04/29/2004 11:00PM

Cheiron, now a stakes winner, was a late bloomer for Mulhall


INGLEWOOD, Calif. - The promising Cheiron, who won the $250,000 Snow Chief Stakes for California-breds at Hollywood Park on April 24, was very nearly a Saudi Arabian-bred.

In February 2001, Fortunee, Cheiron's dam, was being loaded onto a plane at Los Angeles International Airport bound for Saudi Arabia. Shortly before departure, she foaled Cheiron.

Instead of flying, Fortunee and her newborn colt were taken off the plane, put back onto a van, and sent to nearby Bradbury, where The Thoroughbred Corp., which owned the dam, kept its horses.

After the death of Prince Ahmed Salman, The Thoroughbred Corp.'s holdings were slowly dispersed, and Cheiron was sold as a yearling to the partnership of Mike Mulhall, Neil Papiano, and Steve Taub.

"He was ugly as a baby, but he's turned out to be a beautiful horse," trainer Kristin Mulhall said.

Cheiron's victory in the Snow Chief Stakes was the colt's richest win, his first in a stakes, and his third victory in nine starts. Ridden by Alex Solis, Cheiron rallied between horses in the stretch to score by 1 1/2 lengths over Don'tsellmeshort.

The Snow Chief win could lead to a start in the $1 million Preakness Stakes at Pimlico on May 15, Mulhall said. She cautioned on Friday that the decision hinged on how Imperialism fared in Saturday's Kentucky Derby. Since Taub owns Imperialism, Cheiron would not start in the Preakness Stakes if Imperialism were trying for the Triple Crown.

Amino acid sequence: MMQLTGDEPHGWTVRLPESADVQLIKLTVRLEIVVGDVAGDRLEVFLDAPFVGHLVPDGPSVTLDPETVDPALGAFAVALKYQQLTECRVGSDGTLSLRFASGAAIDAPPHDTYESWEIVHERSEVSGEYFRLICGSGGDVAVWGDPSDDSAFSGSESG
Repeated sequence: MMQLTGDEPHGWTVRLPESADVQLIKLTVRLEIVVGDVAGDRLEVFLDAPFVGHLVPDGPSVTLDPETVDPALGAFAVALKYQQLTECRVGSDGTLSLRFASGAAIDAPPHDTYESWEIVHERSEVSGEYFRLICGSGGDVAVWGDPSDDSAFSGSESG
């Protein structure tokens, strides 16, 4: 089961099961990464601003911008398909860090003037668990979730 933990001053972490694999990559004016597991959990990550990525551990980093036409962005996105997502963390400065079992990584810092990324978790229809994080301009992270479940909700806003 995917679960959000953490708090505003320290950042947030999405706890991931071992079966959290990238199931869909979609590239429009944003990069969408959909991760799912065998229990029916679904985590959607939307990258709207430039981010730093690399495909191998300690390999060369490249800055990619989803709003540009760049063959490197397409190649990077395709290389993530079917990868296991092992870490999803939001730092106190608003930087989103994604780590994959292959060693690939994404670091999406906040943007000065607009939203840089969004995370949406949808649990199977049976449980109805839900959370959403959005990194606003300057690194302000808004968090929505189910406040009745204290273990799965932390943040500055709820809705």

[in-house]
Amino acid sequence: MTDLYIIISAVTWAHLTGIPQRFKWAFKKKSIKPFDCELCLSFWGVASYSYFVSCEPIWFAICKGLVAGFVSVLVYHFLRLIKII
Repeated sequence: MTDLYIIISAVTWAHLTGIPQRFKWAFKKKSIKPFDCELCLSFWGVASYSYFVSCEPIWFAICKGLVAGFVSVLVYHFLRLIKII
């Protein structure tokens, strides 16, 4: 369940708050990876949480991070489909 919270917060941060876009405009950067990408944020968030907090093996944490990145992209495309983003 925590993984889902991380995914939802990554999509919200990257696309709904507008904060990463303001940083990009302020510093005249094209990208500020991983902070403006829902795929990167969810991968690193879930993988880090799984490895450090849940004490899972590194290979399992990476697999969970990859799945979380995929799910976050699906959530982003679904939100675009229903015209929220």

Cheiron was on the Triple Crown trail earlier this year, until he finished fourth in the San Felipe Stakes at Santa Anita in March.

Cheiron has been a late-developing colt. By Maria's Mon, Cheiron needed five races to beat maidens. He finished a game second in his career debut at Del Mar last July, but subsequently bled, a problem that recurred last fall. His maiden win came against statebreds at Santa Anita in January.

"He was a bad bleeder, but I think we've got that taken care of," Mulhall said. "We've never lost faith in him."

If Cheiron is not sent to Maryland, he is likely to start in the $100,000 Affirmed Handicap over 1 1/16 miles on June 19, a prep to the $400,000 Swaps Stakes over 1 1/8 miles on July 10.

Mulhall also trains Cheiron's 2-year-old half-sister, Fortunate Event, who is by Event of the Year. The filly has been working at Hollywood Park and is nearing her career debut.

Being cautious has its pitfalls

Yearly Report, who won the $200,000 Melair Stakes on April 24, was sold to a partnership for $95,000 at the 2003 Barretts May sale of 2-year-olds in training. She was turned back to Golden Eagle Farm because of concerns about her stifles.

Had the sale been completed, Yearly Report would have been trained by Peter Eurton.

Eurton says he is not frustrated at the missed opportunity, but says he might be less critical when he inspects future juveniles at in-training sales.

"Now, I'll look at X-rays for fractures and chips," he said. "If they can get through all the training and get that far, why shouldn't they be able to handle it later?"

The Melair Stakes was Yearly Report's second stakes win, and her third win in four starts.

Walther Solis, the racing manager for Golden Eagle Farm, said Yearly Report will stay in California, but he had not discussed specific plans with trainer Bob Baffert. One obvious option is the $175,000 Hollywood Breeders' Cup Oaks at 1 1/16 miles on June 12.

Solis said that Yearly Report was not considered a candidate for the Kentucky Oaks during the spring, and that missing that race on Friday could have a long-term benefit.

"When those fillies come back, they will be tired," he said, "and we'll have a fresh horse."